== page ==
151, 156 (4th Cir. 2004). In determining whether the trial court erred in denying a
motion to substitute counsel, we are “obliged to consider three factors: (1) the timeliness
of [defendant’s] [m]otion; (2) the adequacy of the court’s inquiry into [defendant’s]
complaint about counsel; and (3) whether [defendant] and his counsel experienced a total
lack of communication preventing an adequate defense.”
Id. (citations and internal
quotation marks omitted). We then “weigh these factors against the trial court’s interest
in the orderly administration of justice.” Id. at 157.
On February 22, 2016, approximately three months after he was appointed,
counsel submitted a motion for a hearing on the status of counsel. Maldonado-Guillen
apparently disagreed with counsel’s objections to the presentence report (PSR) and
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wished to disavow his guilty plea (negotiated by a former counsel) and the factual basis.
After a hearing that was not transcribed, the court entered a written order noting that
Maldonado-Guillen complained that counsel was not spending enough time with him
reviewing evidence. The court determined that Maldonado-Guillen had not established
good cause and found no basis to remove appointed counsel.
At sentencing on April 4, 2016, Maldonado-Guillen stated that he was fully
satisfied with counsel’s services and that he had carefully reviewed the PSR with counsel,
thus rendering moot any complaint made during the prior hearing. After a continuation,
the sentencing hearing resumed on June 9. At that point, Maldonado-Guillen stated that
he and his attorney argued at every meeting. Maldonado-Guillen averred that he asked
several times for counsel to remove himself, but he would not do so. Maldonado-Guillen
claimed that, since the last hearing on the issue, counsel still refused to review the
evidence with him. In contrast, counsel stated that he had discussed the evidence with
Maldonado-Guillen on seven or eight occasions.
continued to dispute the factual basis and claimed that, the last time counsel visited him,
counsel stayed only three minutes before becoming upset and leaving.
We find that this factual background does not support a finding that the district
court abused its discretion. The disputes between Maldonado-Guillen and his attorney
appear to rest on Maldonado-Guillen’s disappointment with the length of the sentence
calculated in the PSR. Based on this, Maldonado-Guillen wanted to challenge his guilty
plea, arguing that he was tricked into believing that he would get a lower sentence, and he
additionally sought to challenge parts of the factual basis used to enhance his sentence.
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His attorney correctly counseled him that he lacked a basis to withdraw his plea, given
his testimony at his Rule 11 hearing that no promises had been made to him regarding a
potential sentence and that he understood and agreed with the factual basis.
Moreover, while Maldonado-Guillen’s initial request to substitute counsel may
have been timely, he stated at his first sentencing hearing that he was satisfied with his
attorney, thus indicating that any disputes or misunderstandings had been resolved. In
addition, the factual findings supporting the calculated Guidelines range were generally
determined at the first sentencing hearing. Two months later, when sentencing resumed,
Maldonado-Guillen sought to replace counsel based on his attorney’s alleged continued
failure to review evidence with him and to challenge parts of the factual basis. However,
the time for evaluation of the evidence and related objections had already passed, which
perhaps explains counsel’s alleged frustration.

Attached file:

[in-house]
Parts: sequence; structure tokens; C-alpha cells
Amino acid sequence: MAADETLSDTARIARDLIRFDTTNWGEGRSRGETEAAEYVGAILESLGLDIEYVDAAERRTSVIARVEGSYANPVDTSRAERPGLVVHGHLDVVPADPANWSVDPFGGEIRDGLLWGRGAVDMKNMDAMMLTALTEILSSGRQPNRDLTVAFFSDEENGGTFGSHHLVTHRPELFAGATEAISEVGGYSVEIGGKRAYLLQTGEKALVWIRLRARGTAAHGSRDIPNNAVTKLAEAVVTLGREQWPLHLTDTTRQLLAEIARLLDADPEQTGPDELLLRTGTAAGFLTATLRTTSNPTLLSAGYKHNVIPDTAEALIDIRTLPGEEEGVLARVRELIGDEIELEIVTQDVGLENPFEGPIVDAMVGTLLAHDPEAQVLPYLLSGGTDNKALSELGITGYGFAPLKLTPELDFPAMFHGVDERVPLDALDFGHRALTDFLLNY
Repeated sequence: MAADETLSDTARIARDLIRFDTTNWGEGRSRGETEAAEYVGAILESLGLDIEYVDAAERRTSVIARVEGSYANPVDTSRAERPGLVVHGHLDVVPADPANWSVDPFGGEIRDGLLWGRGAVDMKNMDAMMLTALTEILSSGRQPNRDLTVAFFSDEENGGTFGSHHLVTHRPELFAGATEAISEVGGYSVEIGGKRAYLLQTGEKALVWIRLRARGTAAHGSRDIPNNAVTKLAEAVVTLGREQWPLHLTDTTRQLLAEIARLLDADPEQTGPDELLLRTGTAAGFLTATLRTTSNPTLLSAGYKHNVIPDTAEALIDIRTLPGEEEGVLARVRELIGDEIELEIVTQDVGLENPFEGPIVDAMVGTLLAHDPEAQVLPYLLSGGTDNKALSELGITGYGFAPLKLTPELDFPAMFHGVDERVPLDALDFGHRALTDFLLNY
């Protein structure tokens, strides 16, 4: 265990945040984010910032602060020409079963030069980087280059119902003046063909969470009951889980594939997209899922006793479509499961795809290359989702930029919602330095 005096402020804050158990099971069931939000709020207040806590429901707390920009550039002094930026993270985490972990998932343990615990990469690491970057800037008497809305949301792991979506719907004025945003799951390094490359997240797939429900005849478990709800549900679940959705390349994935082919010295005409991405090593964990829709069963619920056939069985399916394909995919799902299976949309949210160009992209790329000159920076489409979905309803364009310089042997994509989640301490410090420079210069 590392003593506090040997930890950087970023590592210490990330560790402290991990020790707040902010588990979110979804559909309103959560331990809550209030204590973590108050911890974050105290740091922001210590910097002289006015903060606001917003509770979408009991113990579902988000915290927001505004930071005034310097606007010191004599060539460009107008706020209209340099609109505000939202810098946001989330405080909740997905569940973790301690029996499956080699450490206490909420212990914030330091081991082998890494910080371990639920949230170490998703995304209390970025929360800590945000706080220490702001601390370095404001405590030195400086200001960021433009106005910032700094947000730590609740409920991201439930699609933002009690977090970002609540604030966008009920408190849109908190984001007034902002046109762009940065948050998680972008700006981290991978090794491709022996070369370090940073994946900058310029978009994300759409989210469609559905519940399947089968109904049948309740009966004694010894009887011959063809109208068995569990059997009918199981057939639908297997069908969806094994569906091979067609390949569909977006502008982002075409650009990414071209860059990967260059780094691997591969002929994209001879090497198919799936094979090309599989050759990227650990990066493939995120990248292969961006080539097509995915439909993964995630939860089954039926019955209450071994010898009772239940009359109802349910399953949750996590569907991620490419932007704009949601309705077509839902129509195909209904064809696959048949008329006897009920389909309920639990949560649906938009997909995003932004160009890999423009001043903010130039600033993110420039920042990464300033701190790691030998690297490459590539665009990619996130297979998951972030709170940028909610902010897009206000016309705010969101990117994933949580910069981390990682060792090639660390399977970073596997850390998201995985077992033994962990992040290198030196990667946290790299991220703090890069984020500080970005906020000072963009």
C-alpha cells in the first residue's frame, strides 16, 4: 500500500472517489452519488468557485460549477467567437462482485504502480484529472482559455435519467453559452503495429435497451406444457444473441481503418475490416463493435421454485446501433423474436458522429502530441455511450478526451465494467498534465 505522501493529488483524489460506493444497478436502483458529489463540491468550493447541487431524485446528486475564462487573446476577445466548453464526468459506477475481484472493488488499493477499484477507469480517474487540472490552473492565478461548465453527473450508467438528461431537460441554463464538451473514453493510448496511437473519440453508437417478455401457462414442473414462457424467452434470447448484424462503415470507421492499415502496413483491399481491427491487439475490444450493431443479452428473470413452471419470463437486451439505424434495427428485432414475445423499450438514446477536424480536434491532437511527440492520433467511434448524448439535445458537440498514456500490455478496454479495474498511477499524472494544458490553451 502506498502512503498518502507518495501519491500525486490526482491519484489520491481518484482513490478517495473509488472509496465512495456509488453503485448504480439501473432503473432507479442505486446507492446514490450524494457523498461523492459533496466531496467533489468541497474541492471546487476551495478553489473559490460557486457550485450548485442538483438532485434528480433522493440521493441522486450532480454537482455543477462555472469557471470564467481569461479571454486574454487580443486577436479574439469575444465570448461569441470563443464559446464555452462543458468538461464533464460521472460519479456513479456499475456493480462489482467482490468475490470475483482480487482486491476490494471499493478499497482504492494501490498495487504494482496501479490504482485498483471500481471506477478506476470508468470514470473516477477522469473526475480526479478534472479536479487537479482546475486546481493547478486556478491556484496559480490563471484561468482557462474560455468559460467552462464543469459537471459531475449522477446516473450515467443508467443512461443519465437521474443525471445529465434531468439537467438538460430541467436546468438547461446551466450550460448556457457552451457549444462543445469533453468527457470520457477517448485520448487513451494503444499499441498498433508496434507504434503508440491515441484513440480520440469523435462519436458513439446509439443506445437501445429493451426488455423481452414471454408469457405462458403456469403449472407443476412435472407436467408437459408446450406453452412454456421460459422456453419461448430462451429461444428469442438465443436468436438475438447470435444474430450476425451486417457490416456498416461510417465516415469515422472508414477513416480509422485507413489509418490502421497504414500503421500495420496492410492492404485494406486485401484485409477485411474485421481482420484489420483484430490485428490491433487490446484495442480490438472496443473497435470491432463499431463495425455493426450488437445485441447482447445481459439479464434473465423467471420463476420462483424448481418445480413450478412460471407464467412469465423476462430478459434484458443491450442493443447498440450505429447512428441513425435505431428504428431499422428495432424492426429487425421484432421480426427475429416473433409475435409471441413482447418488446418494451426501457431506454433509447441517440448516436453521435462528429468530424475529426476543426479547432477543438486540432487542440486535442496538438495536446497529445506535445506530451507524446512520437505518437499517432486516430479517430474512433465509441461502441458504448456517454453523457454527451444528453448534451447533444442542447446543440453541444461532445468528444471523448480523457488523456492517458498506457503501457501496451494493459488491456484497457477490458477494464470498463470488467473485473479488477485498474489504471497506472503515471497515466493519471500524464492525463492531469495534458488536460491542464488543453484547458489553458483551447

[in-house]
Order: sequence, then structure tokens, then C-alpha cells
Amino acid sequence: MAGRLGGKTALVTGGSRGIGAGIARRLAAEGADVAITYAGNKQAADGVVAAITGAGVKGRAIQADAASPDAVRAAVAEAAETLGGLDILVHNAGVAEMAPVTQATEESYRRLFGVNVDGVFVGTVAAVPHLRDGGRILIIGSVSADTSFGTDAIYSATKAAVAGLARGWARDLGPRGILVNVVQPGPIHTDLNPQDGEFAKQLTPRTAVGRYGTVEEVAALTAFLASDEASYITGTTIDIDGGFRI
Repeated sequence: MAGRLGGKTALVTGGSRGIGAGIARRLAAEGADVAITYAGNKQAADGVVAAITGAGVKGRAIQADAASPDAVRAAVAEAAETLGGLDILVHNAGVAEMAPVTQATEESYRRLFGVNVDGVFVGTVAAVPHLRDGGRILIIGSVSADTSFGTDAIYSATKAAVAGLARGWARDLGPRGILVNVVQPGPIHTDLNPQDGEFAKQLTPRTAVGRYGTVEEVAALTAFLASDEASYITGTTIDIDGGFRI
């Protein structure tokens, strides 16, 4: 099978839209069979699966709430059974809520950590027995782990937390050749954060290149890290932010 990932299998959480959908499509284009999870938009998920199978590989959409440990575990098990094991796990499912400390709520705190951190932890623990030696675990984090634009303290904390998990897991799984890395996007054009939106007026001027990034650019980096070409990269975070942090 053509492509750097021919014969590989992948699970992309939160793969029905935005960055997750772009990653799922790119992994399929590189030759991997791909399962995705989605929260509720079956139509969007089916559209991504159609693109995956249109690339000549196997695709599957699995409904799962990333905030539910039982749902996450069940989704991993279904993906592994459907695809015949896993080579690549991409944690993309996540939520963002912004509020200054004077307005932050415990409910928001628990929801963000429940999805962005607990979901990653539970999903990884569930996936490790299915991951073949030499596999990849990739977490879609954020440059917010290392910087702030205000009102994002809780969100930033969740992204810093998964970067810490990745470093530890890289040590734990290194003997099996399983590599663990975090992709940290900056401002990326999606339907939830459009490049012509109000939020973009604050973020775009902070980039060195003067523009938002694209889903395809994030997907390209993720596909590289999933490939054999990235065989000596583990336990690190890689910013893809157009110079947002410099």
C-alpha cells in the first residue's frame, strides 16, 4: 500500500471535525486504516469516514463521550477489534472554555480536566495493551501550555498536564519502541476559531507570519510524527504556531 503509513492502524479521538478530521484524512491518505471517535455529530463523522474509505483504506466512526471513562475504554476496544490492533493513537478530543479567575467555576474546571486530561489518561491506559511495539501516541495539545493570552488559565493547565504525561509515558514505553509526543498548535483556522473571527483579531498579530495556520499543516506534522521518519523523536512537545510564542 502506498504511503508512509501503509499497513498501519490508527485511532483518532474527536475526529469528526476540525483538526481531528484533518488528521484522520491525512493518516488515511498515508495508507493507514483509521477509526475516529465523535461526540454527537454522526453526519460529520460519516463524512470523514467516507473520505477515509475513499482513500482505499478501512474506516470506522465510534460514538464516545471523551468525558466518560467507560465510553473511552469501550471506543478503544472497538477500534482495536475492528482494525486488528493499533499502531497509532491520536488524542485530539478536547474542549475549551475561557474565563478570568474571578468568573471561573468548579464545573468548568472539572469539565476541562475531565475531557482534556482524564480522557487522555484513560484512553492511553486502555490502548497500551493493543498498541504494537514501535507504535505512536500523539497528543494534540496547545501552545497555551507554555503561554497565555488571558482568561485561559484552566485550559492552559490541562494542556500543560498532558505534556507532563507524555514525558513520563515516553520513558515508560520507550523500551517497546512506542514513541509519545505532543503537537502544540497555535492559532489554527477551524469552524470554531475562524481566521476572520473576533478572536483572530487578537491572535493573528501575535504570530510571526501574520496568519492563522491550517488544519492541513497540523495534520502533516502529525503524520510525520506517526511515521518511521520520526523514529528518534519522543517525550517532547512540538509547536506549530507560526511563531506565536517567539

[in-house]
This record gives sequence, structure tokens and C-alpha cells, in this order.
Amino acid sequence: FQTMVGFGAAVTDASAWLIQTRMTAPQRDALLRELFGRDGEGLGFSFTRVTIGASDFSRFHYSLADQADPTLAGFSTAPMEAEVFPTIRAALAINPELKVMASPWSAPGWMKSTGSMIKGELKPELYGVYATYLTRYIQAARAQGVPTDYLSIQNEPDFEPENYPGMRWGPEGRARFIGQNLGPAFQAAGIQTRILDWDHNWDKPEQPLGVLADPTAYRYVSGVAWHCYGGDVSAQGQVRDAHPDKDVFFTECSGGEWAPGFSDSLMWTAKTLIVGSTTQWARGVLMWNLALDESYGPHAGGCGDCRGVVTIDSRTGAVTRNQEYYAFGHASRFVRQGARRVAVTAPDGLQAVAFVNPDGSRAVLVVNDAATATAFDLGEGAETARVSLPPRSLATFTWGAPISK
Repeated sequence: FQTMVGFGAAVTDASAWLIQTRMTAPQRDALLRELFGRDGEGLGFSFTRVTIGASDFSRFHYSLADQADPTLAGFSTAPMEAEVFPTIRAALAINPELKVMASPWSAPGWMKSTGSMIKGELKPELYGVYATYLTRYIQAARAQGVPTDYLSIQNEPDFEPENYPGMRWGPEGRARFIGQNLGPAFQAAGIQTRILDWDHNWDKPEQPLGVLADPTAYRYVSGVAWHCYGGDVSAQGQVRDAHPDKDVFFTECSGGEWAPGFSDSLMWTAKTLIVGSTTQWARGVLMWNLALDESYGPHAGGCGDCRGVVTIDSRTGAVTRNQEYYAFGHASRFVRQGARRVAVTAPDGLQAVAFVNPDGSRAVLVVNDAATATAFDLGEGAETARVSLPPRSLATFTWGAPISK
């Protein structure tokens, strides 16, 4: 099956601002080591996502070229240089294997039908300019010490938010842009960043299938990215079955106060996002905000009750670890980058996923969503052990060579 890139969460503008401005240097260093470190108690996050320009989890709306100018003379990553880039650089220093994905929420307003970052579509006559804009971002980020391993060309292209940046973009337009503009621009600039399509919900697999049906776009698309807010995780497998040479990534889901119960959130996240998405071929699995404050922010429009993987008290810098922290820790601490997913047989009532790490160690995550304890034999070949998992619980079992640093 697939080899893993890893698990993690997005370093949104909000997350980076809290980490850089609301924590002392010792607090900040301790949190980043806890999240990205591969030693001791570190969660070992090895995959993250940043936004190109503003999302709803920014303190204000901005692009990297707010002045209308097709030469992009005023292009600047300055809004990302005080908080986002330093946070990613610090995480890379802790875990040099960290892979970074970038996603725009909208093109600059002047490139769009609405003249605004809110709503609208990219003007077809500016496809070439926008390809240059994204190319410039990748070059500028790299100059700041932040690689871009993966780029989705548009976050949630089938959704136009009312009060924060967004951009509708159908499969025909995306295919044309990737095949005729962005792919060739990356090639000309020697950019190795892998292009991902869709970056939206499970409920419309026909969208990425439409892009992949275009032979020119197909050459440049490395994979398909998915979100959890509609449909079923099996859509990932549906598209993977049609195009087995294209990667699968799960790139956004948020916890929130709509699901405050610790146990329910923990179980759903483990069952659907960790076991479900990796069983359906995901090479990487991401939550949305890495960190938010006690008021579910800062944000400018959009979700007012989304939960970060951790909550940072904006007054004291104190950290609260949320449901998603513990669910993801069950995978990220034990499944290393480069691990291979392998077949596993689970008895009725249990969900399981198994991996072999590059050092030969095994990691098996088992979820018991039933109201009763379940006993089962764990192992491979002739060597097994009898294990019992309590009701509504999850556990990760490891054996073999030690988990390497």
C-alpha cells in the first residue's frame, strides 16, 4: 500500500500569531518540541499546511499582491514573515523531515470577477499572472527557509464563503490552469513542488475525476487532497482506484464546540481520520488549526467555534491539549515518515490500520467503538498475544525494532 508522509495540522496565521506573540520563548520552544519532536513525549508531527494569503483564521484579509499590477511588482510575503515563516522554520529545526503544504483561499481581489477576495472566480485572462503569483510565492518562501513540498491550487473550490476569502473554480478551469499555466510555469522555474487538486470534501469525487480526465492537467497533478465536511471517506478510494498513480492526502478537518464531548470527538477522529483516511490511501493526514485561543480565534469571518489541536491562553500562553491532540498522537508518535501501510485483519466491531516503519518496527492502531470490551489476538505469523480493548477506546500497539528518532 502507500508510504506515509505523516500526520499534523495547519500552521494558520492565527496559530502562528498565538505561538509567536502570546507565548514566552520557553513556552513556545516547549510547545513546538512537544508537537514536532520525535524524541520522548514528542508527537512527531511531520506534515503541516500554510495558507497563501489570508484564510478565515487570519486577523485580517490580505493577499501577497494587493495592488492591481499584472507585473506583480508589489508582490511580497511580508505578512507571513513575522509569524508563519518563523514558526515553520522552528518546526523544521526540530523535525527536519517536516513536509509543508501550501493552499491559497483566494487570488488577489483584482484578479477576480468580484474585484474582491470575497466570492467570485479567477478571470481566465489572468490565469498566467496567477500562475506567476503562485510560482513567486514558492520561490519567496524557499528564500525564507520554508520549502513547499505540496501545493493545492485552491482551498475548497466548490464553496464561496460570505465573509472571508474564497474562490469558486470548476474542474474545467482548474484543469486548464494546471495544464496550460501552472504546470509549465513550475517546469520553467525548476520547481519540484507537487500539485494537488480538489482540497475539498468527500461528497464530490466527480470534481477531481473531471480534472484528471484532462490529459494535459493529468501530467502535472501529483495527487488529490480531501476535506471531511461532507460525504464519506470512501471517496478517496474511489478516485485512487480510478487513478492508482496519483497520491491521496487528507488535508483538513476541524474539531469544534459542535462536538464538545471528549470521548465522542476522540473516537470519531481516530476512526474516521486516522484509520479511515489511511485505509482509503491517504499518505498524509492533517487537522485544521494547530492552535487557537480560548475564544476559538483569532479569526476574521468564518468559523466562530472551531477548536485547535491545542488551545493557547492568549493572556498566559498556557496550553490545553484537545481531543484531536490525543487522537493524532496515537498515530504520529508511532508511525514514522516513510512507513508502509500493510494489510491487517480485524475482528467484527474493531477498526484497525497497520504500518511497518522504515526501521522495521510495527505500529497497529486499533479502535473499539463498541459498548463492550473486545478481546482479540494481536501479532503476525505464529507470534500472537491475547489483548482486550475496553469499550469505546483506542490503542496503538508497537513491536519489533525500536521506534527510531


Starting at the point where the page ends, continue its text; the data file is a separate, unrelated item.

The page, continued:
Thus, while the court did not conduct a second inquiry into the issue of
substitution of counsel, Maldonado-Guillen based his request on the same issue–failure to
review evidence–that had been the subject of the prior hearing. In addition, any further
review of evidence would have been fruitless after the first sentencing hearing. Thus,
there was no abuse of discretion when the district court refused to consider anew the
motion to substitute counsel.
Finally, Maldonado-Guillen claims that the district court should have permitted
him to withdraw his guilty plea in the face of his repeated assertions of innocence of
many of the factual allegations against him, the fact that he could not read his plea
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agreement, and his contentions that he was coerced into pleading guilty by his attorney.
First, Maldonado-Guillen rescinded his motion to withdraw his plea; thus, the court did
not abuse its discretion in failing to grant a motion that was abandoned.
Maldonado-Guillen’s contentions that he misunderstood the consequences of his plea and
the factual basis were first raised after the PSR was filed, indicating that
Maldonado-Guillen was concerned about his sentence calculation, rather than the
impropriety of his plea. Moreover, such a claim would not be a basis to withdraw his
plea, given his testimony at his Rule 11 hearing that he had not been made any promises
regarding his sentence and that he was satisfied with his attorney. See United States v.
Lemaster, 403 F.3d 216, 221 (4th Cir. 2005) (holding that petitioner is bound by his
solemn declarations in open court and that unsubstantiated efforts to refute record are
insufficient to require hearing absent extraordinary circumstances). Finally, as discussed
above, Maldonado-Guillen’s Rule 11 hearing was sufficient, and his plea was knowing,
voluntary, and supported by a factual basis.
“[A] ‘fair and just’ reason for withdrawing a plea is one that essentially challenges
. . . the fairness of the Rule 11 proceeding . . . .” United States v. Lambey, 974 F.2d 1389,
1394 (4th Cir. 1992) (en banc). The defendant bears the “heavy burden” to demonstrate
the existence of such a reason. United States v. Thompson-Riviere, 561 F.3d 345, 348
(4th Cir. 2009) (internal quotation marks omitted). Maldonado-Guillen has not met this
In accordance with Anders, we have reviewed the record in this case for
meritorious issues and have found none.
Thus, we affirm Maldonado-Guillen’s
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convictions and sentence. This court requires that counsel inform Maldonado-Guillen, in
writing, of the right to petition the Supreme Court of the United States for further review.
If Maldonado-Guillen requests that a petition be filed, but counsel believes that such a
petition would be frivolous, then counsel may move in this court for leave to withdraw
from representation. Counsel’s motion must state that a copy thereof was served on
We dispense with oral argument because the facts and legal
contentions are adequately presented in the materials before this court and argument
would not aid the decisional process.